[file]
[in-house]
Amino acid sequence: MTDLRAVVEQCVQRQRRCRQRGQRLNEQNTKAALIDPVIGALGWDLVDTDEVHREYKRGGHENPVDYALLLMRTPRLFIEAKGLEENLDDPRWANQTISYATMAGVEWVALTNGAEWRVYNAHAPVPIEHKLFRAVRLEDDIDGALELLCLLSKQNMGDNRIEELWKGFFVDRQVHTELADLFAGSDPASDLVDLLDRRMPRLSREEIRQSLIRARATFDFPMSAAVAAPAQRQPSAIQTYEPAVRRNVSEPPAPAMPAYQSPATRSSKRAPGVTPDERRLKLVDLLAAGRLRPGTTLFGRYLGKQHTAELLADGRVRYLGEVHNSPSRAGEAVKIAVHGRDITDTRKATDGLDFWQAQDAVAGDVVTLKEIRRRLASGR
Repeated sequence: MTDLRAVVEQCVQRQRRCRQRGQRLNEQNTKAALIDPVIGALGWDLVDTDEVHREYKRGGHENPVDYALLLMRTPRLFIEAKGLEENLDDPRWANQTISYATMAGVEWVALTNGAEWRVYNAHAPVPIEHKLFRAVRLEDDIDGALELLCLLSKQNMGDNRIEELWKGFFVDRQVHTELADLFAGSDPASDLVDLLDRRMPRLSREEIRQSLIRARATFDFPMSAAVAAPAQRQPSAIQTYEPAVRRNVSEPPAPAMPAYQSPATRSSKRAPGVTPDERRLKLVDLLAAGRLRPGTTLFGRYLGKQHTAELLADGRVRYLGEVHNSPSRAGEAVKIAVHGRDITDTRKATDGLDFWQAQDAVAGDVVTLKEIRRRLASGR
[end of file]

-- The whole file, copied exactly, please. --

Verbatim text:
[in-house]
Amino acid sequence: MTDLRAVVEQCVQRQRRCRQRGQRLNEQNTKAALIDPVIGALGWDLVDTDEVHREYKRGGHENPVDYALLLMRTPRLFIEAKGLEENLDDPRWANQTISYATMAGVEWVALTNGAEWRVYNAHAPVPIEHKLFRAVRLEDDIDGALELLCLLSKQNMGDNRIEELWKGFFVDRQVHTELADLFAGSDPASDLVDLLDRRMPRLSREEIRQSLIRARATFDFPMSAAVAAPAQRQPSAIQTYEPAVRRNVSEPPAPAMPAYQSPATRSSKRAPGVTPDERRLKLVDLLAAGRLRPGTTLFGRYLGKQHTAELLADGRVRYLGEVHNSPSRAGEAVKIAVHGRDITDTRKATDGLDFWQAQDAVAGDVVTLKEIRRRLASGR
Repeated sequence: MTDLRAVVEQCVQRQRRCRQRGQRLNEQNTKAALIDPVIGALGWDLVDTDEVHREYKRGGHENPVDYALLLMRTPRLFIEAKGLEENLDDPRWANQTISYATMAGVEWVALTNGAEWRVYNAHAPVPIEHKLFRAVRLEDDIDGALELLCLLSKQNMGDNRIEELWKGFFVDRQVHTELADLFAGSDPASDLVDLLDRRMPRLSREEIRQSLIRARATFDFPMSAAVAAPAQRQPSAIQTYEPAVRRNVSEPPAPAMPAYQSPATRSSKRAPGVTPDERRLKLVDLLAAGRLRPGTTLFGRYLGKQHTAELLADGRVRYLGEVHNSPSRAGEAVKIAVHGRDITDTRKATDGLDFWQAQDAVAGDVVTLKEIRRRLASGR